After my dad died, paying for groceries became a challenge.My mind would go blank when confronted with simple addition and subtraction. I would push bills and coins across the counter at the local Trader Joe’s and ask plainly, “Is this enough?” At first, it was so frustrating and then, I decided to stop being so surprised and indignant about my newfound inability. The mantra in my head slowly switched from, “What’s wrong with me?” to, “I need a little bit of help.”
When our first son was born, I switched pediatricians because the office was in an area of Oakland that painfully reminded me that we, as a society, have left many humans behind. For years to come, I held confused feelings about my inability to face humanity compounded by the privilege of switching pediatricians. I learned later, I needed a little bit of help and it came in the form of me controlling some of my environments during those infant years.
Yes, time heals and has shed light on major changes in my life. But, my perspective has also been informed by a framework. I use the Enneagram for my continued personal development and in my coaching practice. One of the core principles of the Enneagram is that humans have three centers of intelligence: head, heart, and body. Most of us are familiar with ideas like, my head wanted one thing and my heart another, but my gut said to do this. For those of us in the Western world, we likely lean on the head (mind) as the ultimate source of knowledge and the location of our sense of “knowing”. But, the body and heart have equal importance and value.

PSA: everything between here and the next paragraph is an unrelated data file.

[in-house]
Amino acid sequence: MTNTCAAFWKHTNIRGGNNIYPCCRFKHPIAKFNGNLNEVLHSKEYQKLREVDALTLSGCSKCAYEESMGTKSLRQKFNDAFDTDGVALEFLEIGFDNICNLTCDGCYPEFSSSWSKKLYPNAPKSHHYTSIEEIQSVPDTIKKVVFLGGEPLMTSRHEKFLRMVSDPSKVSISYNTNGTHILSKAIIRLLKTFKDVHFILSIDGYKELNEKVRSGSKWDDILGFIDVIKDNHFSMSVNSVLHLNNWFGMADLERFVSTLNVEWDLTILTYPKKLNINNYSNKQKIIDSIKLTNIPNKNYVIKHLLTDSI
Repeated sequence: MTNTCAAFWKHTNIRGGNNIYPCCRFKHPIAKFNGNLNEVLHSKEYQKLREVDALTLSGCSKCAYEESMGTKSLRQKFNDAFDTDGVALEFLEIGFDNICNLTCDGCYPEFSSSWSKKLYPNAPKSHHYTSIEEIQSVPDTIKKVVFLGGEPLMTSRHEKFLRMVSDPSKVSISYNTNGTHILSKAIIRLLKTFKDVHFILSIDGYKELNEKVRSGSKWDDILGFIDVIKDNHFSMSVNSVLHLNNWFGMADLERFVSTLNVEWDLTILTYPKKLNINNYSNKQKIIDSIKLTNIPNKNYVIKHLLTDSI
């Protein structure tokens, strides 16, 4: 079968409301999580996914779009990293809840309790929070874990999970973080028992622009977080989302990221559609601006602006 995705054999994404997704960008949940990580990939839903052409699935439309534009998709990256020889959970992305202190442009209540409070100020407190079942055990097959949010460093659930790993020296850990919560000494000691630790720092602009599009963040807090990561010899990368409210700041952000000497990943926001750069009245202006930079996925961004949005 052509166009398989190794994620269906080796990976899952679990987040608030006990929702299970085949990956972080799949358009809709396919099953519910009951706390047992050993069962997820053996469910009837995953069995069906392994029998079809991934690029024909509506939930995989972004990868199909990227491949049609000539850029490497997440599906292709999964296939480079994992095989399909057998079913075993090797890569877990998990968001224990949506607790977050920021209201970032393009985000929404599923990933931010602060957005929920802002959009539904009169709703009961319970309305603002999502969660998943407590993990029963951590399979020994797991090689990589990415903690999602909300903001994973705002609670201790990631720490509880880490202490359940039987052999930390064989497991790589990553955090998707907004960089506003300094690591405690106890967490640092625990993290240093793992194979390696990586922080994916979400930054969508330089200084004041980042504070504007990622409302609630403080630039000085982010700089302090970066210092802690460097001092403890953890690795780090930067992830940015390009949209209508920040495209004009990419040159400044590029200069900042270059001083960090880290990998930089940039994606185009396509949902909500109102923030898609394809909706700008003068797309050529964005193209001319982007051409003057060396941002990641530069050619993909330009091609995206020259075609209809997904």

In the Enneagram system, each one of us is more familiar with one center than others. For example, I’m a body person. I am comfortable with instant action and trusting my gut. It’s my superpower; until — it’s not. I use my heart least, and in times of stress, overuse my head. With practice and work, I’ve become more skilled in using all three centers. When we operate in one (or two) centers constantly, we are more than likely fulfilling some egoic image or structure we have built versus consciously choosing what’s right for us. In short, the centers of intelligence help us break through limiting patterns and access more of ourselves.
In the case of a major change, the centers of intelligence often yield to one another or become dominant or subordinate. Like burners on a stove — one center is hot while the other two can remain cold or warm. No need to touch any dials or knobs; the centers know when to show up – if we listen. I like to think of them as automatic pilots helping us to navigate the change.
When my dad died, the center of intelligence I needed most was my heart. The emotions I faced were big, deep and complex. I felt the sorrow of losing a person I loved so dearly and joy for what his passing meant to him as a man of deep faith. I was also receiving all the love and emotions others felt for him as well as witnessing the pain of my siblings and mom.
I didn’t need my brain during the days and weeks following my dad’s death. Nor did I need it for the ensuing mourning period. I didn’t need math; I needed to feel. My heart was there to intelligently help me connect to my feelings, emotions, and memories. And, as the weeks passed, my heart helped me navigate my new life without my Dad.